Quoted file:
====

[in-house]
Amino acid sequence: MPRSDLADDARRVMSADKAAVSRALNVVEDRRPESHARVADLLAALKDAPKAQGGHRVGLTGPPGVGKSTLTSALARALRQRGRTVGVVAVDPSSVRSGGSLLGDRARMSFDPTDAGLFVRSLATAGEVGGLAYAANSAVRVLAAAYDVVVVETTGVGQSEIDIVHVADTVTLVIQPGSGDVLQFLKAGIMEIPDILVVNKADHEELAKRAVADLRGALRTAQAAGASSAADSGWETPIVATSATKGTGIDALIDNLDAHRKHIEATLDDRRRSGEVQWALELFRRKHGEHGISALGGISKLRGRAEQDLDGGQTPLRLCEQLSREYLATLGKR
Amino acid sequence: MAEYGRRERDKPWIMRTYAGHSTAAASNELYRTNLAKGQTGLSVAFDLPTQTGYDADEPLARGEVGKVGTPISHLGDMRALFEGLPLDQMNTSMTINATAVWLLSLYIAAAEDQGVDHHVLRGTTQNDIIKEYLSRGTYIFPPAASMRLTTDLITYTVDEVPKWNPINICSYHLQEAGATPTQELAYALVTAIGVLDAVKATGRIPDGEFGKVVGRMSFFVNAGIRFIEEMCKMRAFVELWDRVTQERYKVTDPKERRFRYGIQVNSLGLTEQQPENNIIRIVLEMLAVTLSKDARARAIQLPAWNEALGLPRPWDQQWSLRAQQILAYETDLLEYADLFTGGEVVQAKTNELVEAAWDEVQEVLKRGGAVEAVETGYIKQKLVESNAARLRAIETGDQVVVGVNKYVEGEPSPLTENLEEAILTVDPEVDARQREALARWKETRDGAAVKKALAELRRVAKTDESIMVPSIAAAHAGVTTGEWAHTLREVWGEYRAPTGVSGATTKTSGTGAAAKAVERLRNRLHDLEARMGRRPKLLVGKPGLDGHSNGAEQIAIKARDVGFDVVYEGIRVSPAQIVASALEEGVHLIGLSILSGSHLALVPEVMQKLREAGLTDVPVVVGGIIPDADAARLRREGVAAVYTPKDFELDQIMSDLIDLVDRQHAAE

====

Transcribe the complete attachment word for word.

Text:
[in-house]
Amino acid sequence: MPRSDLADDARRVMSADKAAVSRALNVVEDRRPESHARVADLLAALKDAPKAQGGHRVGLTGPPGVGKSTLTSALARALRQRGRTVGVVAVDPSSVRSGGSLLGDRARMSFDPTDAGLFVRSLATAGEVGGLAYAANSAVRVLAAAYDVVVVETTGVGQSEIDIVHVADTVTLVIQPGSGDVLQFLKAGIMEIPDILVVNKADHEELAKRAVADLRGALRTAQAAGASSAADSGWETPIVATSATKGTGIDALIDNLDAHRKHIEATLDDRRRSGEVQWALELFRRKHGEHGISALGGISKLRGRAEQDLDGGQTPLRLCEQLSREYLATLGKR
Amino acid sequence: MAEYGRRERDKPWIMRTYAGHSTAAASNELYRTNLAKGQTGLSVAFDLPTQTGYDADEPLARGEVGKVGTPISHLGDMRALFEGLPLDQMNTSMTINATAVWLLSLYIAAAEDQGVDHHVLRGTTQNDIIKEYLSRGTYIFPPAASMRLTTDLITYTVDEVPKWNPINICSYHLQEAGATPTQELAYALVTAIGVLDAVKATGRIPDGEFGKVVGRMSFFVNAGIRFIEEMCKMRAFVELWDRVTQERYKVTDPKERRFRYGIQVNSLGLTEQQPENNIIRIVLEMLAVTLSKDARARAIQLPAWNEALGLPRPWDQQWSLRAQQILAYETDLLEYADLFTGGEVVQAKTNELVEAAWDEVQEVLKRGGAVEAVETGYIKQKLVESNAARLRAIETGDQVVVGVNKYVEGEPSPLTENLEEAILTVDPEVDARQREALARWKETRDGAAVKKALAELRRVAKTDESIMVPSIAAAHAGVTTGEWAHTLREVWGEYRAPTGVSGATTKTSGTGAAAKAVERLRNRLHDLEARMGRRPKLLVGKPGLDGHSNGAEQIAIKARDVGFDVVYEGIRVSPAQIVASALEEGVHLIGLSILSGSHLALVPEVMQKLREAGLTDVPVVVGGIIPDADAARLRREGVAAVYTPKDFELDQIMSDLIDLVDRQHAAE